Wednesday May 17, 2000
DO you remember when some low-income Charleston men complained that 65 percent of their paychecks were being seized for child support? The men had fallen behind in monthly payments while out of work, so state collectors began taking two-thirds of their pay after they found new jobs.
That struck us as extreme - too severe to be workable. Who could survive on one-third of a modest salary?
Here's another example of harsh state collection efforts:
Wayne Patterson was embroiled in some Charleston controversies, including a dispute over child support. At first, he refused to cooperate with state collectors. Then he opened his records to them.
The child support agency ruled that he owed $26,285 in back payments (at a rate of $270 a month). Patterson protested in court that this demand was cruelly unreasonable. He was jailed 67 days for contempt during this confrontation.
After an investigation, Family Law Master Charles Phalen Jr. and Circuit Judge Herman Canady concluded that Patterson was unfairly victimized. Phalen wrote that "this family law master has been led to believe by the Child Support Enforcement Division, formerly the Child Advocate Office," that Patterson had a high income and the child's mother had a low income.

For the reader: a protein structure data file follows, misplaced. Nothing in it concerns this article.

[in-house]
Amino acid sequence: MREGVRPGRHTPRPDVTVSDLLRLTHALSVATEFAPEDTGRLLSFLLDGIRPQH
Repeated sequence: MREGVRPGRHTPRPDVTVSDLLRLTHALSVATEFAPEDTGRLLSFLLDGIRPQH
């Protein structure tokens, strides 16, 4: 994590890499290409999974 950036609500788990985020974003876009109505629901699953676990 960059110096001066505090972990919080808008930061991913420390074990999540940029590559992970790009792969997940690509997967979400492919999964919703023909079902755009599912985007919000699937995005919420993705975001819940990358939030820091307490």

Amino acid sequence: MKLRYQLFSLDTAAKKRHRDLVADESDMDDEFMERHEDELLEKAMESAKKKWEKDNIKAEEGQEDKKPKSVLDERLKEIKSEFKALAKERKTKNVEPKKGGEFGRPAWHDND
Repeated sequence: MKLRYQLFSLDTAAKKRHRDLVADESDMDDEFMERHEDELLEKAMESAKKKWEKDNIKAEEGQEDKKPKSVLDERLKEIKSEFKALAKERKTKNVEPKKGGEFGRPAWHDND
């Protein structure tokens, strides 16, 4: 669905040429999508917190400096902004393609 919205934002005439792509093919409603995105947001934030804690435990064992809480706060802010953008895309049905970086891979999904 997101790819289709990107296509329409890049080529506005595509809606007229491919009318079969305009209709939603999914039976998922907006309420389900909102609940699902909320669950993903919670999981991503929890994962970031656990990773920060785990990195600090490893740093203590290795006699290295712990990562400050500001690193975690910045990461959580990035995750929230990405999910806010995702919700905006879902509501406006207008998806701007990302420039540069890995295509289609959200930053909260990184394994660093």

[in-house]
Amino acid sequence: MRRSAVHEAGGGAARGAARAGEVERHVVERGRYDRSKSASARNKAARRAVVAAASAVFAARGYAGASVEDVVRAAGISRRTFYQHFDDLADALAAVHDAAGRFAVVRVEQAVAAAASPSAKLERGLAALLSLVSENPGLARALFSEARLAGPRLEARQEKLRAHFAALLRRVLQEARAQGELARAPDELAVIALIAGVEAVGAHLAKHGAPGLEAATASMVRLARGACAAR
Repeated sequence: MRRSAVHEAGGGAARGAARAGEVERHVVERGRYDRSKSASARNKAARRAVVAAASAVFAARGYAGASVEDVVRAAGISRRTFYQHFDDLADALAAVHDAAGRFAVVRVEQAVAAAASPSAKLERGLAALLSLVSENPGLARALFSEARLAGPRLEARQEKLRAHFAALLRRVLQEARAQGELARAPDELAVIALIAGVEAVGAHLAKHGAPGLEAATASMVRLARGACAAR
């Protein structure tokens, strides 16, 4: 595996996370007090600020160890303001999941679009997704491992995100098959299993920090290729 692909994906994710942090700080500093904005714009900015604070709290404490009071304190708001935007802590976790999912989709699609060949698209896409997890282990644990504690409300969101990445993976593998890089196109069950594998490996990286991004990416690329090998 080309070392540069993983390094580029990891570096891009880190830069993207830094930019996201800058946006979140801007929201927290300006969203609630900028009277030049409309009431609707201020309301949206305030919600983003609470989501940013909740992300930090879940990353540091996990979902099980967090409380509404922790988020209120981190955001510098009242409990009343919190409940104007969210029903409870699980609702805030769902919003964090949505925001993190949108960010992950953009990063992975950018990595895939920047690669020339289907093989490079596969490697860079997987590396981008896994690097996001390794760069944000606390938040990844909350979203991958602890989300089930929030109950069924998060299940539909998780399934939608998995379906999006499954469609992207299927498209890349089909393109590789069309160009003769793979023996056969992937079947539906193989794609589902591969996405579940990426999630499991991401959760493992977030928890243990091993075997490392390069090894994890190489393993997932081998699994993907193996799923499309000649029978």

Phalen and Canady signed an order last year saying "there has been fraud or other judicially cognizable circumstances in procuring the original child support award." The order said state collectors exaggerated Patterson's income and underreported the mother's income. The order cut Patterson's monthly payments by half, to $144, and lowered his back debt to $8,000.
The agency appealed to the state Supreme Court - and now the high court has refused to hear the petition, thereby upholding the circuit court verdict.
This outcome should alert courts across the state to possible unfairness in child support collections. If one case was based on improper figures - and the father was charged twice too much, and jailed 67 days for it - perhaps it also occurs in other cases.
America has a horrendous rate of divorce and unwed parenthood. Millions of U.S. children are raised by single mothers. Rightly, the nation has cracked down on "deadbeat dads" who don't support youngsters they beget. New federal laws require nationwide child support collections.
However, the system must be fair, reasonable and workable - not ruthlessly punitive.
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